Uplodad Frequency: Medium. A little sibling of the SciShow, this channel is exclusively talking about space topics. If you know CrashCourse or SciShow, you know this channel, and it has the same strengths and weaknesses as they do.
Upload Frequency: High. Although they're offering a wider range of videos, I watch this channel only for the Honest Trailers. They're pretty hilarious, but I'm a bit sceptical about their attempts at exporting the epic voice into other areas, and as with such stuff, after a while, it's beginning to wear thing.
The Dice Tower
Upload Frequency: High. This channel, run by Tom Vassel and friends, is the most popular channel about board games, hosting a ton of reviews and the about hour-long Top-Ten-Lists for which I mostly watch the channel. Well made with knowledgable though not overly engaging hosts, if you like board games, check it out.
Upload Frequency: Medium. The Dom is usually comparing movie adaptions to their written source, and he does so without being a dick about it and always strongly preferring one to the other. Rather, he methodically points out differences and similarities and tries to put changes into context before jduging the stuff on its own merits. He tries to build in little antics in the vein of the Nostalgia Critic which aren't quite as succesful all of the time, though.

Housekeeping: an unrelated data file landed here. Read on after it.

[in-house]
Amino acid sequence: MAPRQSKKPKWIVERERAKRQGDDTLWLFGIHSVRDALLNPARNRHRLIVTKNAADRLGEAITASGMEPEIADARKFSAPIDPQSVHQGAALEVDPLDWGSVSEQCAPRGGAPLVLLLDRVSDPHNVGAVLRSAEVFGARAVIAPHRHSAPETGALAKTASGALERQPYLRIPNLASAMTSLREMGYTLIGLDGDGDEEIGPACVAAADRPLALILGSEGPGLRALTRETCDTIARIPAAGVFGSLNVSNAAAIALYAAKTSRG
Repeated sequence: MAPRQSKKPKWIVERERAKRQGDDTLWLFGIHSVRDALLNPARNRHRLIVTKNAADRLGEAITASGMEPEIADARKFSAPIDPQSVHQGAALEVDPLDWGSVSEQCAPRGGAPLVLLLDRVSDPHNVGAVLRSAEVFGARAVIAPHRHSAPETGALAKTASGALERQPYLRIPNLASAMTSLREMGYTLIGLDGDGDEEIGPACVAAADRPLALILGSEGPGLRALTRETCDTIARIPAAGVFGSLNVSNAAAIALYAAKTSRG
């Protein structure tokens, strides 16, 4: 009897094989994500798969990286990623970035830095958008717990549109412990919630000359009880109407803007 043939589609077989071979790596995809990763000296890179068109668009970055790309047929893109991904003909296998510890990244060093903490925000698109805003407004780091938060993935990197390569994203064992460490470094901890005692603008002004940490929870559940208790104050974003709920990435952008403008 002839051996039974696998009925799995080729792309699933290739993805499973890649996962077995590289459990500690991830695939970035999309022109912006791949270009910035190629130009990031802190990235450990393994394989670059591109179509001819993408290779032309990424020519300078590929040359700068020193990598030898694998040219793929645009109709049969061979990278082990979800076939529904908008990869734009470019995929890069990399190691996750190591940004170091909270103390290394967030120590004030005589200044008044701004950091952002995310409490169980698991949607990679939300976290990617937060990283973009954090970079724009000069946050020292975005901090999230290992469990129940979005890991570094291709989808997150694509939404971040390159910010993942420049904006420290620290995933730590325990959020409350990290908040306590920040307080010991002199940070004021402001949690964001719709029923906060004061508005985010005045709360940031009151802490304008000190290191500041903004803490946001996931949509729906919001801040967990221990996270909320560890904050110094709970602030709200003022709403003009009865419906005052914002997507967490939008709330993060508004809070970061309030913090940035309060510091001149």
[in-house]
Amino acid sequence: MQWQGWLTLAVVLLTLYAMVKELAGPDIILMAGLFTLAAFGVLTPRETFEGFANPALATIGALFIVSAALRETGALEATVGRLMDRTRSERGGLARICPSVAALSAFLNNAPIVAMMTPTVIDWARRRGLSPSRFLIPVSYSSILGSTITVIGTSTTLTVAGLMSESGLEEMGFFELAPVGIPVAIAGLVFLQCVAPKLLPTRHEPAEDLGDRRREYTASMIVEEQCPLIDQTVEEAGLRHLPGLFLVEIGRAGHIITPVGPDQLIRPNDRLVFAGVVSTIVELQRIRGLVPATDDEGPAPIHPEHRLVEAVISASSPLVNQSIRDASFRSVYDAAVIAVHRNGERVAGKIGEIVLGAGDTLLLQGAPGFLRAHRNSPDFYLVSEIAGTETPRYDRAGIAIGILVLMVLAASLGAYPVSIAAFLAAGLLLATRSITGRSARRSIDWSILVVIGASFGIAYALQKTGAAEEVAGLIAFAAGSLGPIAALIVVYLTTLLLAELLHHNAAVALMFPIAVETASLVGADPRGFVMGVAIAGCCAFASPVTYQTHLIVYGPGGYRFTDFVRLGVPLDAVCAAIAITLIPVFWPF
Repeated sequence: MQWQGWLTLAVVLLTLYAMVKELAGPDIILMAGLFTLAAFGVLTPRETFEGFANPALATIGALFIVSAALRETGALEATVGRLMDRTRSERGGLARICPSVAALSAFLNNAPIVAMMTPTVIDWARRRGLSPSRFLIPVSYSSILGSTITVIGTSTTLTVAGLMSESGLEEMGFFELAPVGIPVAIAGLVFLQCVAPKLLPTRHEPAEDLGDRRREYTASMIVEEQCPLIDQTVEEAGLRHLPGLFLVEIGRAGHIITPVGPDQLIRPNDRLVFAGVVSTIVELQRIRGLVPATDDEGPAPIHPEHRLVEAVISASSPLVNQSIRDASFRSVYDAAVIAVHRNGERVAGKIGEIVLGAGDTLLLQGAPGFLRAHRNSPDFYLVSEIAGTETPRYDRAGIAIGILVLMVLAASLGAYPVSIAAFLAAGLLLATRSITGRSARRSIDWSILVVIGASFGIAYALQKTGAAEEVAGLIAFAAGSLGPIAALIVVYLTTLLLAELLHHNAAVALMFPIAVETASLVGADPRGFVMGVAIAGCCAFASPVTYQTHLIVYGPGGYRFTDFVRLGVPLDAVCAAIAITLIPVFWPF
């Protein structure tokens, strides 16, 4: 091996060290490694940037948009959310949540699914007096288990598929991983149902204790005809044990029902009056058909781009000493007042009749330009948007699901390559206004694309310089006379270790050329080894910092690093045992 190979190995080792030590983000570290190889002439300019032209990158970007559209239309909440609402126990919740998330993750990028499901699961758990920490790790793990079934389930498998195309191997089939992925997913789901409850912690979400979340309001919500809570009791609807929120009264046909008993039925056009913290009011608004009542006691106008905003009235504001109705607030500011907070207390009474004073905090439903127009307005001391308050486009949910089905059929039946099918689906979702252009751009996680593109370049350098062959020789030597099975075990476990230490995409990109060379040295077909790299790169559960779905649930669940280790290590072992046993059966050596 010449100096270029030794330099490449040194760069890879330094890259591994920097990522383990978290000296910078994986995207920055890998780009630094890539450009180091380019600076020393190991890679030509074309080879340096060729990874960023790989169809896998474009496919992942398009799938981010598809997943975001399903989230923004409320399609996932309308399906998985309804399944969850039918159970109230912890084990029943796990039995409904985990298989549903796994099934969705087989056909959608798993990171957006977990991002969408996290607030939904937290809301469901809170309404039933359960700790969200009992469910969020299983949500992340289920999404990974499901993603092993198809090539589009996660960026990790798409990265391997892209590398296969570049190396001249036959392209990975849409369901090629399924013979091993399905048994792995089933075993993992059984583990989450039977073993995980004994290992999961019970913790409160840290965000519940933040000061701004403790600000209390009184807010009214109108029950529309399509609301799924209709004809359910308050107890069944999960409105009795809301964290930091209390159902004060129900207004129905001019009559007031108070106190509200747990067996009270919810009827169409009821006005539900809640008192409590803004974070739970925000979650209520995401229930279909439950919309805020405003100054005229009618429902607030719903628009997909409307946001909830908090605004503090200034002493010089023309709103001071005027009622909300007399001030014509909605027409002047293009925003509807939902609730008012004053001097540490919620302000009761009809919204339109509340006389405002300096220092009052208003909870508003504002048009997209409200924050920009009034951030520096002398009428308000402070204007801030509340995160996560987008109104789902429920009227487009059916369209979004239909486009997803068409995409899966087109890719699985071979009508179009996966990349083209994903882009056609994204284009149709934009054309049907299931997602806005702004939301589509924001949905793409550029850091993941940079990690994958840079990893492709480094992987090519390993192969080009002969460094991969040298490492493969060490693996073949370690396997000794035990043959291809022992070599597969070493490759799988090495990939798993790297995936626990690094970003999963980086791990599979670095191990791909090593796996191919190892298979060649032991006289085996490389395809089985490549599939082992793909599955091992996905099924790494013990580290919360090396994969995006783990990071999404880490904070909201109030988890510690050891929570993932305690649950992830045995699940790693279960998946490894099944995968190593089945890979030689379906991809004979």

The Film Theorists
Upload Frequency: Medium. This channel has three subchannels: Frame by Frame, which explores certain movies or genres and how they work (for example, how Terminator influenced Action Movies); Film Theory, in which theories to movie plots are discussed (like whether or not Neo is The One) and Did You Know, in which you get trivia to certain movies. I like the Film School stuff the most and occasionally watch the rest as well.